A Weekly Q&A Column About Professionalism, Etiquette and Problems in the Workplace
by Sue Morem
Dear Sue: I am the "problem". I am the one other co-workers can't stand. And here's why:
I am a born leader, and a good, efficient manager, but am always the "New kid", and the two don't mix.
Usually, I am right, but I am the wrong person to be right at that time, or that incident.
Lastly, I am petite, blonde, and vivacious. Which means that all the other women automatically have doubts about me. I am not a particularly compassionate or gregarious sort, and it's
difficult to hold my tongue, which I try desperately to do all of the time.
Please help me find my way in this corporate snake pit!
- Shepherd with no flock--and no Job
Sue Says: Let me see if I've got this right; even though you are a great leader and manager, and your assessment of things usually is right, you are out of work because you are young,
attractive and outspoken.
I don't doubt that other women may feel threatened by you, or that your timing may be off. However, I do believe that most disadvantages can be overcome.
It is true - some women feel threatened by other women, especially when they are attractive and confident women. However, there are many women who excel anyway.
You say you aren't terribly compassionate; work on having more compassion. You say you have difficulty biting your tongue; focus less on what you have to say and more on listening to the ideas
and opinions of others. You say you are not the gregarious type; try being more sociable by taking an interest in others.
Rather than focusing on what you can't control, work and focus on the things you can. Anyone can find reasons for their troubles at work, and some of the most successful people are successful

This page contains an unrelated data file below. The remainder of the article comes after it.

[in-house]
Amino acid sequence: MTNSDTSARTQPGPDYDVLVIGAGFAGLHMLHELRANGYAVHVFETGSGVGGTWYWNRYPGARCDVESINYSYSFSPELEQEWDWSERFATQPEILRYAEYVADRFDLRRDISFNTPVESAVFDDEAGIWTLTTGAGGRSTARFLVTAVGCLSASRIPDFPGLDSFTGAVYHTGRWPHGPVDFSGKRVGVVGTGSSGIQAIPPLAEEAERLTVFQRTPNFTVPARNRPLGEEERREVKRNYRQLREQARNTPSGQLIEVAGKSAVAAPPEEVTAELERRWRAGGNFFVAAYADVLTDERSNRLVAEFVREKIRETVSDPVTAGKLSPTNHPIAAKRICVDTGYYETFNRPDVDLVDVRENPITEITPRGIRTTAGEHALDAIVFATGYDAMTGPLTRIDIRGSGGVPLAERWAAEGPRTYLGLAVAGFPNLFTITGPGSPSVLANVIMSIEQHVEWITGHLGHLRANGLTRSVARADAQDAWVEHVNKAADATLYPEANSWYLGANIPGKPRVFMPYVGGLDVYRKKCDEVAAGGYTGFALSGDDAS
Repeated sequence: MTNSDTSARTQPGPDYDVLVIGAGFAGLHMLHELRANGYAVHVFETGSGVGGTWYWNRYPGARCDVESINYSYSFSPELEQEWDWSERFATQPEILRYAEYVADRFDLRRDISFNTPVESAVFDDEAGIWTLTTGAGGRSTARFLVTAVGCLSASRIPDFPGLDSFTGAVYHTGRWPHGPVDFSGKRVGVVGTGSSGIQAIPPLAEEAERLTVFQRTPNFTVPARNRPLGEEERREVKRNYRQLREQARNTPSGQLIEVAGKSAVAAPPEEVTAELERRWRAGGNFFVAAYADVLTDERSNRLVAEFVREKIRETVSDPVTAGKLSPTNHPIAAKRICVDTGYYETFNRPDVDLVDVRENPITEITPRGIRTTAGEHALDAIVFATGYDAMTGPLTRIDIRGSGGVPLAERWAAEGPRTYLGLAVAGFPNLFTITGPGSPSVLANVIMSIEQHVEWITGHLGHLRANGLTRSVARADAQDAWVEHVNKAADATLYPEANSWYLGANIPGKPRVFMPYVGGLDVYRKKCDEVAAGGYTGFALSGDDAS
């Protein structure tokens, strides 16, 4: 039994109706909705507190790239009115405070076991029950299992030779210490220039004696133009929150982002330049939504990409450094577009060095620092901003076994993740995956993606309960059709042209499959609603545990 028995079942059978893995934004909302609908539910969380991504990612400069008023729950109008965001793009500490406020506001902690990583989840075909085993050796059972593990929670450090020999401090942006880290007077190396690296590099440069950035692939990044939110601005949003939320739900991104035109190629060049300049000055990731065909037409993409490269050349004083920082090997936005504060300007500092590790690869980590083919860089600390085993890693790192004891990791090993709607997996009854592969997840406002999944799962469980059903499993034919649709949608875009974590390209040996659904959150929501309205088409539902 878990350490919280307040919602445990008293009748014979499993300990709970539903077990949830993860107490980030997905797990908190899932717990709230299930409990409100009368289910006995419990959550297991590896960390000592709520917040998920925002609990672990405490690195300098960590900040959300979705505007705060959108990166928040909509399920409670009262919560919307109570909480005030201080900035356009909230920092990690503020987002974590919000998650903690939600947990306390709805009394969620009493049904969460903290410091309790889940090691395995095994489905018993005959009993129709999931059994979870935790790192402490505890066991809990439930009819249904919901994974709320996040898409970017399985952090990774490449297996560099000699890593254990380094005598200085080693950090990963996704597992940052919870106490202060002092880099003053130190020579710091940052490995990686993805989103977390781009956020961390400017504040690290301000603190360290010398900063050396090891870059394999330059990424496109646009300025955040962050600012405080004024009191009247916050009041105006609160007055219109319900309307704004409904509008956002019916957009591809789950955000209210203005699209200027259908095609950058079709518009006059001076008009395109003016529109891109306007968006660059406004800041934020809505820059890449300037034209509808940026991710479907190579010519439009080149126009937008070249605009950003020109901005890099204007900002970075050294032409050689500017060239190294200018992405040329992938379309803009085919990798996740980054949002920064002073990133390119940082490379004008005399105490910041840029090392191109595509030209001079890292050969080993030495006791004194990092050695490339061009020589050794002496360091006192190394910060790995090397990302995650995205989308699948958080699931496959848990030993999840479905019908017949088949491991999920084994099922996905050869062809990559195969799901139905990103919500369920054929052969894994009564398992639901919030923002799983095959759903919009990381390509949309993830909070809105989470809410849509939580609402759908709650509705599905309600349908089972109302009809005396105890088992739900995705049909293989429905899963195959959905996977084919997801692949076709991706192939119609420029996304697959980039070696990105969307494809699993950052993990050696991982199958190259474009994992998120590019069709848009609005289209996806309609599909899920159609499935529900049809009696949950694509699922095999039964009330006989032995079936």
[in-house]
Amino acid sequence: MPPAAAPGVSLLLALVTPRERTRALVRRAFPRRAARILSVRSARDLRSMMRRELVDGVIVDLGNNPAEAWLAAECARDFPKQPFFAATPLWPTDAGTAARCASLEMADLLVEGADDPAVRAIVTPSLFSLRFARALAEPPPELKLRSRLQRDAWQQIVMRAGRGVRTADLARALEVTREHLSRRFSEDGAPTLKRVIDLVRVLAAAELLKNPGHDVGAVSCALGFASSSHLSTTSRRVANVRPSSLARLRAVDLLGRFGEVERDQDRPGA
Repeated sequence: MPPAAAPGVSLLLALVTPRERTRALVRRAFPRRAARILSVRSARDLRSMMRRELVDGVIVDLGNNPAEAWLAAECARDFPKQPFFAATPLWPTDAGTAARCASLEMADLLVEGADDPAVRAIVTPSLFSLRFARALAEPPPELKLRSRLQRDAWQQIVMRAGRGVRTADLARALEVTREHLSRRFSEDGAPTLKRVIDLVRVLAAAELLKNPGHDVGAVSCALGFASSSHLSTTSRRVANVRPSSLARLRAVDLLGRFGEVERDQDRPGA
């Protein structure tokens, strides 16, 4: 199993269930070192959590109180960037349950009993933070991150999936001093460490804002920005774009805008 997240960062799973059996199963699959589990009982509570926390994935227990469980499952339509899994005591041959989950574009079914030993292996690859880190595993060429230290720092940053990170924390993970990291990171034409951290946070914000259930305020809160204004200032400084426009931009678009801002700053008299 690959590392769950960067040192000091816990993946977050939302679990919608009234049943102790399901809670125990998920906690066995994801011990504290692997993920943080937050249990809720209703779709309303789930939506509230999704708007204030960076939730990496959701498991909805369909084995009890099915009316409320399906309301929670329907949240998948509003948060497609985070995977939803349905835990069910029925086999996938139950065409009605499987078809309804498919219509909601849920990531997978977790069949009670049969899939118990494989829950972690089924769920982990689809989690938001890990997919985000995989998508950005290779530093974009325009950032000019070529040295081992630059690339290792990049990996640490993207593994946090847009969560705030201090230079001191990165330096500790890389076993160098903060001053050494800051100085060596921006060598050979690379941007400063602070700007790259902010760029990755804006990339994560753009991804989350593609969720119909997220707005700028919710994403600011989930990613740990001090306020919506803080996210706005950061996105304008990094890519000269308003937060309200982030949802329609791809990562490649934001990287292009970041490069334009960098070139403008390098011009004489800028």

because of the obstacles they have had to overcome. This is your obstacle, now do what you need to overcome it. You already have taken the first step by writing to me. I know you'll make it!
Dear Sue: I work for a company that is allowing an employee to verbally abuse and harass me. I've been told that she is needed at this company, and that I need to find ways to deal
with her behavior.
I am her immediate supervisor, and the company feels that it is my job to try to keep her happy. This situation and her behavior has destroyed my ability to work. As a result, I am leaving
and have already given my notice.
Now I am wondering if I should sue for harassment or call the human resources department to let them know that I've considered suing and that they need to watch her more closely.
Incidentally, the HR department knew of the harassment yet did nothing about it except tell my supervisor to handle it. What should I do?
Sue Says: You can talk with someone in human resources and tell them the reason you are leaving and how disappointed you have been in the lack of attention to your complaints.
I am not sure I know what you want - are you looking for some type of monetary compensation, an apology or what?
Do you have a new job? If so, you may want to start fresh and leave this experience behind you. Lawsuits can be time consuming and drawn out over many years. Do you want to continue to focus
on a situation that got so bad you chose to leave, or move forward and start over without looking back?
If any of you who are reading this have been in a similar situation and gone through a lawsuit, what advice would you give to "Harassed"? Please let me hear from you and I will
print your responses in a future column.
Dear Sue: I just quit my job two weeks ago because I did not get the raise that I felt I deserved. In addition, my team leader went on vacation and I didn't get my full pay, even though I
worked the hours. What shall I do?
Sue Says: Ask for what you feel you deserve, and start looking for another job.
Sue Morem is a professional speaker, trainer and syndicated columnist. She
is author of the newly released
101 Tips for Graduates and
How to Gain the Professional Edge, Second Edition. You can contact her by email at
firstname.lastname@example.org or visit her web site at
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